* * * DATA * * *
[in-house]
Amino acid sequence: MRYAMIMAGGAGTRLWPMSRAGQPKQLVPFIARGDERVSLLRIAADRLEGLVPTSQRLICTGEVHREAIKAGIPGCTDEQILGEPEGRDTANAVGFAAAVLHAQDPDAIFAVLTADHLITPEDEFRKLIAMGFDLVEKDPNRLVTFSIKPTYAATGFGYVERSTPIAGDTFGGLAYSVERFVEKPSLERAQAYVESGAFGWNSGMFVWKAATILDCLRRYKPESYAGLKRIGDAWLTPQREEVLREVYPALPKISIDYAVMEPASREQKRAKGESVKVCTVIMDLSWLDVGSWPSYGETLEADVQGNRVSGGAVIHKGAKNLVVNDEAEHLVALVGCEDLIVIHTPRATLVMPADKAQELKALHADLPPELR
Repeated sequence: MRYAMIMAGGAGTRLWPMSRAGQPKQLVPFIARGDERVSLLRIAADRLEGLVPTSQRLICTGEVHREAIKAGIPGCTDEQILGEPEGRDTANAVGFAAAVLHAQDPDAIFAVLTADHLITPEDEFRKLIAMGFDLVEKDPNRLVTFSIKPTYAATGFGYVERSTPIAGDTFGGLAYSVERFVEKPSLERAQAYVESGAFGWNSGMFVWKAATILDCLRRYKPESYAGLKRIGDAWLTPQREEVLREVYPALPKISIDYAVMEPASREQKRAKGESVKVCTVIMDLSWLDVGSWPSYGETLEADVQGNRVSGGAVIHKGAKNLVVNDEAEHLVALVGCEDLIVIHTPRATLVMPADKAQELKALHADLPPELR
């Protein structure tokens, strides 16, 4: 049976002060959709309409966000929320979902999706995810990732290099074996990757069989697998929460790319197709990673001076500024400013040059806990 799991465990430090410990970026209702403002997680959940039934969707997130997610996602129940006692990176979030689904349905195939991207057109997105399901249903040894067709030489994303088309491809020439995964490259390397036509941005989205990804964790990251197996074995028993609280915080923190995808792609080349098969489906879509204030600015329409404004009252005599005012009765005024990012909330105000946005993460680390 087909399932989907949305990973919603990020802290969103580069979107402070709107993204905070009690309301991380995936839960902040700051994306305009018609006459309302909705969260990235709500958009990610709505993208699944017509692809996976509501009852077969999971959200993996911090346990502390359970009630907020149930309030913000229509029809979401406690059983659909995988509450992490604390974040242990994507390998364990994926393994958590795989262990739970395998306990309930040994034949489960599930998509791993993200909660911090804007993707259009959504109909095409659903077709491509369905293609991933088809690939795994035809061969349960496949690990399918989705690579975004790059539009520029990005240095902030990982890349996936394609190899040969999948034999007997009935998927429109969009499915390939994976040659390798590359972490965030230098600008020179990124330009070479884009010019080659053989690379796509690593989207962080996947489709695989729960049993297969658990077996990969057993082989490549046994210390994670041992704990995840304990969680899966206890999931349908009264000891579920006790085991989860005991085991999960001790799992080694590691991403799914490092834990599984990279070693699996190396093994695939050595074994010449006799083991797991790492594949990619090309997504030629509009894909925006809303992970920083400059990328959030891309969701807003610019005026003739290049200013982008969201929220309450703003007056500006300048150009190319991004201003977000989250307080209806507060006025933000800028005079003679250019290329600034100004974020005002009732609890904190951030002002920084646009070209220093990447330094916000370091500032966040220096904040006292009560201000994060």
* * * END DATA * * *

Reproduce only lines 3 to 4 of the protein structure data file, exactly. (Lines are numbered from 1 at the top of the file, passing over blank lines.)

Repeated sequence: MRYAMIMAGGAGTRLWPMSRAGQPKQLVPFIARGDERVSLLRIAADRLEGLVPTSQRLICTGEVHREAIKAGIPGCTDEQILGEPEGRDTANAVGFAAAVLHAQDPDAIFAVLTADHLITPEDEFRKLIAMGFDLVEKDPNRLVTFSIKPTYAATGFGYVERSTPIAGDTFGGLAYSVERFVEKPSLERAQAYVESGAFGWNSGMFVWKAATILDCLRRYKPESYAGLKRIGDAWLTPQREEVLREVYPALPKISIDYAVMEPASREQKRAKGESVKVCTVIMDLSWLDVGSWPSYGETLEADVQGNRVSGGAVIHKGAKNLVVNDEAEHLVALVGCEDLIVIHTPRATLVMPADKAQELKALHADLPPELR
């Protein structure tokens, strides 16, 4: 049976002060959709309409966000929320979902999706995810990732290099074996990757069989697998929460790319197709990673001076500024400013040059806990 799991465990430090410990970026209702403002997680959940039934969707997130997610996602129940006692990176979030689904349905195939991207057109997105399901249903040894067709030489994303088309491809020439995964490259390397036509941005989205990804964790990251197996074995028993609280915080923190995808792609080349098969489906879509204030600015329409404004009252005599005012009765005024990012909330105000946005993460680390 087909399932989907949305990973919603990020802290969103580069979107402070709107993204905070009690309301991380995936839960902040700051994306305009018609006459309302909705969260990235709500958009990610709505993208699944017509692809996976509501009852077969999971959200993996911090346990502390359970009630907020149930309030913000229509029809979401406690059983659909995988509450992490604390974040242990994507390998364990994926393994958590795989262990739970395998306990309930040994034949489960599930998509791993993200909660911090804007993707259009959504109909095409659903077709491509369905293609991933088809690939795994035809061969349960496949690990399918989705690579975004790059539009520029990005240095902030990982890349996936394609190899040969999948034999007997009935998927429109969009499915390939994976040659390798590359972490965030230098600008020179990124330009070479884009010019080659053989690379796509690593989207962080996947489709695989729960049993297969658990077996990969057993082989490549046994210390994670041992704990995840304990969680899966206890999931349908009264000891579920006790085991989860005991085991999960001790799992080694590691991403799914490092834990599984990279070693699996190396093994695939050595074994010449006799083991797991790492594949990619090309997504030629509009894909925006809303992970920083400059990328959030891309969701807003610019005026003739290049200013982008969201929220309450703003007056500006300048150009190319991004201003977000989250307080209806507060006025933000800028005079003679250019290329600034100004974020005002009732609890904190951030002002920084646009070209220093990447330094916000370091500032966040220096904040006292009560201000994060």